September 17th, 2010

it's a thinker



One the one hand: hijab is pretty much purely an instrument of sexist religious repression. And, you know, fuck sexist religious repression, right? And, while I'm on the subject, fuck religion.

On the other hand: it seems like the only behavior mode chosen by my fellow anti-religionists these days is to be as obnoxious and intolerant as possible, which really isn't going to get anyone anywhere.


On the one hand: France's recent decision to ban the hijab is consistent with their official position of state atheism, a position I have always felt is the only rational way to go for a government.

On the other hand: there's no denying that, in a practical sense, this ends up being obvious discrimination, since it smothers the freedom of one very specific ethnic and religious group.


On the one hand: the more conservative a culture is, the more heavily veiled they insist women become. And even in the most liberalized Muslim cultures, the veil is, essentially, a religious obligation, and thus an infringement of freedom for anyone who doesn't want to wear it. It is not incorrect to think of hijab as a form of intrinsic religious persecution, like when Mormons disallowed blacks from the priesthood, or how Baptists teach that homosexuality is a sin.

On the other hand: it cannot be denied that for many women, wearing hijab is not an obligation, but a choice. It is a cultural statement as well as a religious requirement, and banning them from wearing it is clearly a form of discrimination. It is not incorrect to think of hijab as a cultural/religious preference, like when Jews choose not to eat pork, or how Hindus have arranged marriages.


On the one hand: I am absolutely and unconditionally against any kind of enforced religious obligation, and I despise the way that women are generally treated in Islamic countries. This certainly includes the hijab, and there is no doubt there's a double standard for how men and women may dress.

On the other hand: A lot of the resentment against hijab comes from Christian conservatives, and there can be no question that much of it is driven by hatred of Islam and discrimination against/fear of Arabs. Many critics of the role of women in Islam are themselves advocates of extremely sexist view of women in society, and lots of people who criticize veiling have nothing to say about dress codes that exist in Judaism and some forms of Christianity.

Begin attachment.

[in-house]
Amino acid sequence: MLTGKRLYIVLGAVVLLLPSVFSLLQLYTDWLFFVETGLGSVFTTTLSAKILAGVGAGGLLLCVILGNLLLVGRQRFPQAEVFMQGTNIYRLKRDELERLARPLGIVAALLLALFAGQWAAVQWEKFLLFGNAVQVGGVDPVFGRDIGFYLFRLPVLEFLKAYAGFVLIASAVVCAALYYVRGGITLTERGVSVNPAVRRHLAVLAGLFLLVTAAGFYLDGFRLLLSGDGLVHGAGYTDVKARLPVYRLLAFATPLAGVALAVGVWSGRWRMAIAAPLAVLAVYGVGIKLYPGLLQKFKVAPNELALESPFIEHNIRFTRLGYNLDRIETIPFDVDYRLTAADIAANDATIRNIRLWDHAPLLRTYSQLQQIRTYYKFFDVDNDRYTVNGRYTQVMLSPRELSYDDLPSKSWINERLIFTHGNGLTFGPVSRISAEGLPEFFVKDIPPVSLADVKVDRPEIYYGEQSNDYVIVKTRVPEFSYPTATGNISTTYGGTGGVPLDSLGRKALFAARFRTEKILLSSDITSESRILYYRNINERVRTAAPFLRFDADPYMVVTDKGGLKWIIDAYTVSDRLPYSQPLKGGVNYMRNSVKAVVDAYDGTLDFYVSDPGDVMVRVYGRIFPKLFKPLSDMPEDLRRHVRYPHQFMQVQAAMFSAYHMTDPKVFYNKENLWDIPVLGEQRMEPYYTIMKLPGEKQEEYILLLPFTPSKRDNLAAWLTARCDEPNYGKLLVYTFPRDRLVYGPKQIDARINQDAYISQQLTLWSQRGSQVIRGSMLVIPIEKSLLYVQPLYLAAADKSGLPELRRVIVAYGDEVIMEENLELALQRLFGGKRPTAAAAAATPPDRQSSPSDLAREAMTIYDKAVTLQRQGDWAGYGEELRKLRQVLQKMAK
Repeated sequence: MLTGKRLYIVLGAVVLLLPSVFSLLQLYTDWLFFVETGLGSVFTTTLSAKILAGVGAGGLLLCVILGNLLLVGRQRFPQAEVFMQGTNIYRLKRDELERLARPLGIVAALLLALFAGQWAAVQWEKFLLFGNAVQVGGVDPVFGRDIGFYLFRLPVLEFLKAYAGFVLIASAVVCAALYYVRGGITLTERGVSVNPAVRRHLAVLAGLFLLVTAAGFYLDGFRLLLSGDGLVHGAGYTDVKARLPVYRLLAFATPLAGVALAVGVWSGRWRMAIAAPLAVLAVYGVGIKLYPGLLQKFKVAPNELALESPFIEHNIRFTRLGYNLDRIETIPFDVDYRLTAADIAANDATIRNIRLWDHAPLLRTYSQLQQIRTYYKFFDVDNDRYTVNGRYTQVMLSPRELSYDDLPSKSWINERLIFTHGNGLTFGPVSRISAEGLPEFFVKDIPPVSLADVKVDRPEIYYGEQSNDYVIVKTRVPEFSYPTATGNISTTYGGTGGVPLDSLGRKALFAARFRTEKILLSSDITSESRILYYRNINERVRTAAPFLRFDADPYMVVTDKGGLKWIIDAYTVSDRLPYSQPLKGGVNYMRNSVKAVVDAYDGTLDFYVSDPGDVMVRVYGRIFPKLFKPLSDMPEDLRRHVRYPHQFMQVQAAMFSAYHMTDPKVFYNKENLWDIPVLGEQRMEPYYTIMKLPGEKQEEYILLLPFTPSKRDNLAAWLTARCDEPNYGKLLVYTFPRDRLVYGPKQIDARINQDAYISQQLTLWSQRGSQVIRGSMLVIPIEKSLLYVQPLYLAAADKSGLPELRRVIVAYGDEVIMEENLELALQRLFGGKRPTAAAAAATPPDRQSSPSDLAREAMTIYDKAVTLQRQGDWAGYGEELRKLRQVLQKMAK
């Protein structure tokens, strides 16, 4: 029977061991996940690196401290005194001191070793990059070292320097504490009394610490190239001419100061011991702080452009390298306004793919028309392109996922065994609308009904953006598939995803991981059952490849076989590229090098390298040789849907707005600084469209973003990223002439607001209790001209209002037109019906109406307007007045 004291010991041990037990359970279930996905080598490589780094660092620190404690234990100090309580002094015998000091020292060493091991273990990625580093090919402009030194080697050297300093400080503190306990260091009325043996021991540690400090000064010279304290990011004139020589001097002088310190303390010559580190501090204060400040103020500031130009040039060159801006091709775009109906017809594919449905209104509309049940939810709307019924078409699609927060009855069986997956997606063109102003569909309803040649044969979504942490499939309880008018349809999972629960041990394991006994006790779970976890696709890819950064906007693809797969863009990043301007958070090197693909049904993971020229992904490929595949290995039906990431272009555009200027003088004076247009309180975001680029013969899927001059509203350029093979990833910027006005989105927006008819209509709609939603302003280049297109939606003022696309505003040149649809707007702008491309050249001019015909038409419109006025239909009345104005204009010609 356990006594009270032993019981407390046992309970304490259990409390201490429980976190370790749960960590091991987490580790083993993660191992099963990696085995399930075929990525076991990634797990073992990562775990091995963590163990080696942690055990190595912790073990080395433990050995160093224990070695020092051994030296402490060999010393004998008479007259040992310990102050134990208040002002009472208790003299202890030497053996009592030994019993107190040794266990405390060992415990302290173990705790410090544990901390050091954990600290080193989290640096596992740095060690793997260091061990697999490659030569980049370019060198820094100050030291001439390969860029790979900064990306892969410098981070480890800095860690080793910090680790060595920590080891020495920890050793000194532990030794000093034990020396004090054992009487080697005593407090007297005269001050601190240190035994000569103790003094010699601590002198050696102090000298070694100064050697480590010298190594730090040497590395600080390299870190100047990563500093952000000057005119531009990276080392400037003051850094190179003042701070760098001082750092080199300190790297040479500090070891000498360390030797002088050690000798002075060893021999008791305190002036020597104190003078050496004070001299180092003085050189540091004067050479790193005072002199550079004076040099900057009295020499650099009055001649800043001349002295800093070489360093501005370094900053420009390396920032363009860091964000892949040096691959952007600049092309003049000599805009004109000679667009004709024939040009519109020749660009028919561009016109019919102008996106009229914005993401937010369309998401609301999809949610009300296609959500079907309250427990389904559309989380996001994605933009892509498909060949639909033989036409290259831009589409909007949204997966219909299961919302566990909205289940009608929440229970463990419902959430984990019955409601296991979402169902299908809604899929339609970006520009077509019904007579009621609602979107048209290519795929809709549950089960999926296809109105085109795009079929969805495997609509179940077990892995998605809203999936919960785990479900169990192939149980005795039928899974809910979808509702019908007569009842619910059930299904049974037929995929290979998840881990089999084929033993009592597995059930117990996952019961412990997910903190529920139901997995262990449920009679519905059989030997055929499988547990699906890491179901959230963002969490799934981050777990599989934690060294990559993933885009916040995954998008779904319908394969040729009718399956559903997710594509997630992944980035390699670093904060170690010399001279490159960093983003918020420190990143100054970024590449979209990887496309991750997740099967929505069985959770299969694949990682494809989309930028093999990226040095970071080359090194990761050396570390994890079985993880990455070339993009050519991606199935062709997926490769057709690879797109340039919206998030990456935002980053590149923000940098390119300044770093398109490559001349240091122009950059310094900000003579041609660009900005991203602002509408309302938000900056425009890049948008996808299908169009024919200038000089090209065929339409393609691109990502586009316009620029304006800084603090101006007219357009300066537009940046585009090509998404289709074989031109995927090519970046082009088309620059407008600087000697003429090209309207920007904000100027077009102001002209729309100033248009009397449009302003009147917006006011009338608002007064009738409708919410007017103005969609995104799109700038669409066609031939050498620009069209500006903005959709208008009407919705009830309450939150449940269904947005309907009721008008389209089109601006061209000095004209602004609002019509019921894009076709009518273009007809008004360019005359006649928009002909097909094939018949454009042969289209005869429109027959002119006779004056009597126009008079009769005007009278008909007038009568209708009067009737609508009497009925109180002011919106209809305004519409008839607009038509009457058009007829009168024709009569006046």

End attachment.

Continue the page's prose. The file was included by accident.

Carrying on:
On the one hand: I am in favor of abolishing hijab, or at the very least, allowing Islamic women who do not wish to be veiled to make that choice without fear of reprisal.

On the other hand: I think a governmental decree outlawing hijab is probably the worst possible way to get such a result.

NOTE #1: In one of the odder permutations of our culture recently, anti-Islamic American conservatives have co-opted a panel from the 2005 Paul Dini/Alex Ross comic Wonder Woman: Spirit of Truth in which WW, standing among a group of veiled Islamic women, strips off a burqa to reveal her skimpy bustier-and-star-spangled-panties outfit. The image appears on a number of right-wing Muslim-bashing sites, and apparently is meant to convey the idea that WW will show up those snotty repressive Mahometans by showing off her awesome Amazon body. This is all well and good as long as you totally ignore the context of the story, but the irony becomes downright indigestible when you consider that Wonder Woman is, in fact, from a society so devoted to sexual separatism that men are literally not allowed to set foot in her homeland.

NOTE #2: I've always thought that veiled women are pretty hot, which means that the entire stated raison d'etre for veiling is wrong.
baby demon


I'm taking a lot of heat in various quarters because of my (non-)answer to today's AVQ&A. Basically, the question is "What children's pop culture do you find to be just as enjoyable, ambitious, or compelling as entertainment for adults?", and basically, my answer is "none".

This isn't to say that I didn't like kid's entertainment when I was a kid; of course I did. Nor is it to say that there aren't occasionally thing I find to enjoy in kid's entertainment now, but they tend to either be things that are obviously aimed at adults, like the writers slipping in jokes that are clearly intended for the grown-ups watching, or that are independent of their existence in a children's-entertainment context, like the beauty of the art in a Miyazaki movie or the technical audacity of a Pixar project. But as a rule, children's entertainment just doesn't do much for me, because, well, I am not a child.